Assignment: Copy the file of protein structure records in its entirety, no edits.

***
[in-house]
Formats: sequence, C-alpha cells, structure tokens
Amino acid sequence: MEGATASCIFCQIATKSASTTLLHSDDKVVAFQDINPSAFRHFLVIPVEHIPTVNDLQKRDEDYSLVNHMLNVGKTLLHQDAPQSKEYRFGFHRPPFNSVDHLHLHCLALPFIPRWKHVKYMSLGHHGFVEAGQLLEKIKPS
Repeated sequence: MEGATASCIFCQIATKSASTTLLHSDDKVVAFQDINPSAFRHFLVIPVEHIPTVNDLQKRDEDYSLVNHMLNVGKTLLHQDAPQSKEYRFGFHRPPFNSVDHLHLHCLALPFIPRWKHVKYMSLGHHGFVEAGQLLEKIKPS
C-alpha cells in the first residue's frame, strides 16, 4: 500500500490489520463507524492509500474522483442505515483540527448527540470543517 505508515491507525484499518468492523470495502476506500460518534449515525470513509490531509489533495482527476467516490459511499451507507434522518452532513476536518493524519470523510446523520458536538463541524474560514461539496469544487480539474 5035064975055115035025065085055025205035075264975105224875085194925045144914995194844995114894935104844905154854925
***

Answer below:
[in-house]
Formats: sequence, C-alpha cells, structure tokens
Amino acid sequence: MEGATASCIFCQIATKSASTTLLHSDDKVVAFQDINPSAFRHFLVIPVEHIPTVNDLQKRDEDYSLVNHMLNVGKTLLHQDAPQSKEYRFGFHRPPFNSVDHLHLHCLALPFIPRWKHVKYMSLGHHGFVEAGQLLEKIKPS
Repeated sequence: MEGATASCIFCQIATKSASTTLLHSDDKVVAFQDINPSAFRHFLVIPVEHIPTVNDLQKRDEDYSLVNHMLNVGKTLLHQDAPQSKEYRFGFHRPPFNSVDHLHLHCLALPFIPRWKHVKYMSLGHHGFVEAGQLLEKIKPS
C-alpha cells in the first residue's frame, strides 16, 4: 500500500490489520463507524492509500474522483442505515483540527448527540470543517 505508515491507525484499518468492523470495502476506500460518534449515525470513509490531509489533495482527476467516490459511499451507507434522518452532513476536518493524519470523510446523520458536538463541524474560514461539496469544487480539474 5035064975055115035025065085055025205035075264975105224875085194925045144914995194844995114894935104844905154854925